A fascinating, powerfully evocative story of four generations of Cuban women, through whose lives the author illuminates a vivid picture--both personal and historical--of Cuba in our century.
"When I want to read a culture," writes Wendy Gimbel in her prologue, "I listen to stories about families, sensing in their contours the substance of larger mysteries." And certainly in the Revuelta family she has found a source of both mystery and revelation.
At its center is Naty: born in 1925, educated in the United States, a socialite during the Batista era, who after marriage to a prominent doctor and the birth of a daughter became intoxicated with Castro and his revolution (here, published for the first time, are the letters they exchanged while he was in jail). Though her husband and daughter immigrated to the United States after Castro's victory, Naty remained in Cuba to raise her second child, Castro's unacknowledged daughter, only to be ultimately confronted by his dismissive, withering judgment: "Naty missed the train." Her two daughters, one of whom settles well into life in America, while the other never recovers from her father's intransigent repudiation of her; her granddaughter, who Naty desperately believes will return to Cuba when--not if--Castro is removed from the island; and her mother, an unregenerate reactionary: these are the lives that complete this extraordinary story.
Each of the women is irrevocably marked with a part of the island's terrible and poignant tale, and Wendy Gimbel has created a rich and intense narrative of their lives and times. Havana Dreams leaves us with an indelible impression of familial obligation and illicit love; of the heady but doomed romanticism of revolution; and of the profound consequences of Cuba's contemporary history for the ordinary and most intimate lives of its people.
"Sinopsis" puede pertenecer a otra edición de este libro.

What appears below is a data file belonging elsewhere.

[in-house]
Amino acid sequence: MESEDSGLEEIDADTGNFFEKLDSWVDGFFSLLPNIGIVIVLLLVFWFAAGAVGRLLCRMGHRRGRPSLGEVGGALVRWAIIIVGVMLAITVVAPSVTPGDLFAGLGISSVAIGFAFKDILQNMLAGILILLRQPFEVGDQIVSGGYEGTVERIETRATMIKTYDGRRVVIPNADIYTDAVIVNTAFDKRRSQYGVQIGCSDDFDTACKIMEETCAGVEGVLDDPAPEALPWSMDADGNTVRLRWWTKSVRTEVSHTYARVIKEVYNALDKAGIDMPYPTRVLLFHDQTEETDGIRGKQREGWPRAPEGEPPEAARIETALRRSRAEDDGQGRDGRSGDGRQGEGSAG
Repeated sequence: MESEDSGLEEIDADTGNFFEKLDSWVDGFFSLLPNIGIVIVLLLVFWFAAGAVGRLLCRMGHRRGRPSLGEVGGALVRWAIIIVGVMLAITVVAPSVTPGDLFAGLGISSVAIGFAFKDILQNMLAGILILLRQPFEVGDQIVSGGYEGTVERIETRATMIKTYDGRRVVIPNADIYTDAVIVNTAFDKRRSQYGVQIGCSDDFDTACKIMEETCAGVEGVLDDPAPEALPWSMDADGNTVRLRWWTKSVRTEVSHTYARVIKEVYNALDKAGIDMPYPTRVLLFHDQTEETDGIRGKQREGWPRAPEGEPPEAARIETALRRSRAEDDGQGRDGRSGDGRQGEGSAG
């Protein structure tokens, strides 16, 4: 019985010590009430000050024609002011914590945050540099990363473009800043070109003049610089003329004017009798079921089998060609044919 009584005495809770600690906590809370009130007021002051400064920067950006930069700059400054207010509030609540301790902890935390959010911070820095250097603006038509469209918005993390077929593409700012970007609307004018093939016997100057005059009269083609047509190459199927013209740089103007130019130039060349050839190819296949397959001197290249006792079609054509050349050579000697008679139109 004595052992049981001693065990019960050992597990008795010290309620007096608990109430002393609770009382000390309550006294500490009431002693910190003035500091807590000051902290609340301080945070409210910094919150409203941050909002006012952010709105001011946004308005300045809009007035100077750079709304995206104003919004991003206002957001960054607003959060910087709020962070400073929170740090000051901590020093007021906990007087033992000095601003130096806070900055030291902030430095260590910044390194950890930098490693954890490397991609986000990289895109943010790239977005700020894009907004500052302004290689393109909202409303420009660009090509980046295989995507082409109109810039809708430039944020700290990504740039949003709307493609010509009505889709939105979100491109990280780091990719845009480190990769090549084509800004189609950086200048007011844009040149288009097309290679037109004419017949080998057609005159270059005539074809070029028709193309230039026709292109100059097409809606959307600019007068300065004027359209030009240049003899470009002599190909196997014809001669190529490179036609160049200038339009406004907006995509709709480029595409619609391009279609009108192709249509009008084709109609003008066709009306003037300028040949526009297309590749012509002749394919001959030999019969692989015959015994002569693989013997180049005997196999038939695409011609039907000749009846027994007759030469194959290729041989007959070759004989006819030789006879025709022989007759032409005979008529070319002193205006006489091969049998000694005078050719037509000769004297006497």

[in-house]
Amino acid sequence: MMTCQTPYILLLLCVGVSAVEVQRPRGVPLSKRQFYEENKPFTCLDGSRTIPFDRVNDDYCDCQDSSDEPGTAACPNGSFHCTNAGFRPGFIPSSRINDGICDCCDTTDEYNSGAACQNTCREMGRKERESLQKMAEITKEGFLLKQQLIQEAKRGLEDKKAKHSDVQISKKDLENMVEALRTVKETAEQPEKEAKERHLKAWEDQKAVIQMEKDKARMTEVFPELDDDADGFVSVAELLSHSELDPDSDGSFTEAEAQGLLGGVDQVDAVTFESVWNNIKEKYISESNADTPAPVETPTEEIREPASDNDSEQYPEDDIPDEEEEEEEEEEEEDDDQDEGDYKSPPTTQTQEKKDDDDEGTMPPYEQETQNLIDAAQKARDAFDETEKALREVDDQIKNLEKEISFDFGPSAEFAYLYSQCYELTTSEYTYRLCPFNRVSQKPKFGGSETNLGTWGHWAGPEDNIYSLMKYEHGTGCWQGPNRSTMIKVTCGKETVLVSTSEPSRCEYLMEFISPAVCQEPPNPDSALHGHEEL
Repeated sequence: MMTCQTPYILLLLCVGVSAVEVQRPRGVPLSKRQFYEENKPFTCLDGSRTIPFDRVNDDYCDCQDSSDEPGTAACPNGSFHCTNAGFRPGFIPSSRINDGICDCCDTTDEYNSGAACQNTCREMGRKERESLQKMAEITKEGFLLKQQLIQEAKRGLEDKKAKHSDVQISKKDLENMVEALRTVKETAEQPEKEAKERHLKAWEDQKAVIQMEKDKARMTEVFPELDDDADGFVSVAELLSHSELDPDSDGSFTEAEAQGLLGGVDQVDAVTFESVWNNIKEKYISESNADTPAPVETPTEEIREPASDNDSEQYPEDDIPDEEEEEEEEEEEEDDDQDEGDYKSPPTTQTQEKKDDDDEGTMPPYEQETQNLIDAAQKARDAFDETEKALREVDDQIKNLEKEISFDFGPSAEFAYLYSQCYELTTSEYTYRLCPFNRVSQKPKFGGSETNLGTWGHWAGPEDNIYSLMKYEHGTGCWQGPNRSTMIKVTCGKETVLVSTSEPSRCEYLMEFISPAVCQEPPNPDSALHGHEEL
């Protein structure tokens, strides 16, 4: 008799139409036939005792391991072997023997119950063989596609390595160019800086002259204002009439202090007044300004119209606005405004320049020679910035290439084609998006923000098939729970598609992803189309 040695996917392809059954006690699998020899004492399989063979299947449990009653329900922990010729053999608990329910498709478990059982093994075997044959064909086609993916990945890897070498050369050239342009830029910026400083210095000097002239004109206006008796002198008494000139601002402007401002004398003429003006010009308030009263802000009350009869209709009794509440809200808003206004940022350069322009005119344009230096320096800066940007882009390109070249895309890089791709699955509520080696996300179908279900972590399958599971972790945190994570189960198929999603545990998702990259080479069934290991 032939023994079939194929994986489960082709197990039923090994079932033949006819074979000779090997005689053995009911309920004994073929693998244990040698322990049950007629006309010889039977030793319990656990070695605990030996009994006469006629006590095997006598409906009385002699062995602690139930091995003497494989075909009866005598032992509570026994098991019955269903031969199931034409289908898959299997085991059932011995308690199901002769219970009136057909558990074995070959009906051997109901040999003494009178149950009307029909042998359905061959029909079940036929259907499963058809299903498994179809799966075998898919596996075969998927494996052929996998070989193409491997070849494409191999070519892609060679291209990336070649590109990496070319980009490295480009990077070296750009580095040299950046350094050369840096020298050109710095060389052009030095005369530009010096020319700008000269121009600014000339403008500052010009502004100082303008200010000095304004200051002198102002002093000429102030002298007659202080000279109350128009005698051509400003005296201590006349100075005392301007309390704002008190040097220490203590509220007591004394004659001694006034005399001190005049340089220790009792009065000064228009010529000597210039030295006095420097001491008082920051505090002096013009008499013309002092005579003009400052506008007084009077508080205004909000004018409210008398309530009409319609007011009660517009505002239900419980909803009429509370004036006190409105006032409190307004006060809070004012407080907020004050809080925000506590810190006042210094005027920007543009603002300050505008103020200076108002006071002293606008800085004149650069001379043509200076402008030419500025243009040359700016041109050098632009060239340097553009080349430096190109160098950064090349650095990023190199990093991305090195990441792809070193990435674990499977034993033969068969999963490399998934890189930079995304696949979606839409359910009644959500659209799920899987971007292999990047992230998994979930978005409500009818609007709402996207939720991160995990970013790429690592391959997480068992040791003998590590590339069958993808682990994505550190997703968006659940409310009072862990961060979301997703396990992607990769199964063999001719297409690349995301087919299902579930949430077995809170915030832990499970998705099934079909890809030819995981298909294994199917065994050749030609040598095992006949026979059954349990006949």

All the main players in Wendy Gimbel's first memoir are steeped in reverie. Spurred on by memories of a roseate pre-Revolutionary Cuba where she spent summers as a child, playing in vast, shady courtyards surrounded by perfumed women and sugar-cane sweets, Gimbel returns to Cuba in the '90s in order to reclaim that vision. Instead of finding her "grandmother's Cuba," Gimbel is met instead by a nightmare of decrepitude, poverty, and disillusionment. She needs to reconcile the Cuba of her dreams with the Cuba of the present. She finds a family of women whose own imaginations straddle past and present and weaves the epic story of Cuban history out of the fabric of their family drama and dreams. Havana Dreams is at once the story of these women's lives, a history of a country, and a multifaceted dreamscape.
At the center is Dona Natica, a Batista-era socialite who, despite Castro's Communist regime, cloisters herself in the past, living in a decrepit mansion amid ancient crystal and china and pointing out her resemblance to England's Queen Elizabeth to anyone who visits. In direct opposition to Natica is her daughter Naty. In the heat of a revolutionary passion, she denounced her bourgeoisie existence (including a wealthy doctor husband and a young daughter) and took up with a hothead rabble-rouser named Fidel Castro. She corresponded with him while he was jailed for his failed insurrection against Batista--their letters are a fascinating inclusion in the book--and, when he was freed, bore his quasi-acknowledged daughter, Alina. Castro's revolution soon replaced Naty as his object of affection, and she dreams still of regaining his attention. These two women's sense of longing is passed on to the next generation as Nina, the elder of Naty's daughters, pursues an almost unrealistically stereotypical suburban life in America while Alina dreams of Miami and freedom and the father she never really knew. These women's tales, lyrically conveyed by Gimbel, hint at the complexity and richness of the modern Cuban experience.About the Author:
Wendy Gimbel made many childhood visits to the family of her paternal grandmother in pre-Castro Cuba. She later went on to receive a Ph.D. in English literature, and is the author of a scholarly book on Edith Wharton. Her articles have appeared in the New York Times, Vogue, Mirabella, The Nation, and other publications. She has two grown sons and lives with her husband in New York City.
"Sobre este título" puede pertenecer a otra edición de este libro.
Descripción Estado de conservación: New. Brand new copy. Ships fast secure, expedited available!. Nº de ref. de la librería 3UBDR20001UP
Descripción Knopf, 1998. Hardcover. Estado de conservación: New. Nº de ref. de la librería DADAX0679430539
Descripción Knopf, 1998. Hardcover. Estado de conservación: New. Never used!. Nº de ref. de la librería P110679430539
Descripción Knopf, 1998. Hardcover. Estado de conservación: New. book. Nº de ref. de la librería M0679430539
Descripción Knopf. Hardcover. Estado de conservación: New. 0679430539 New Condition. Nº de ref. de la librería NEW7.1191439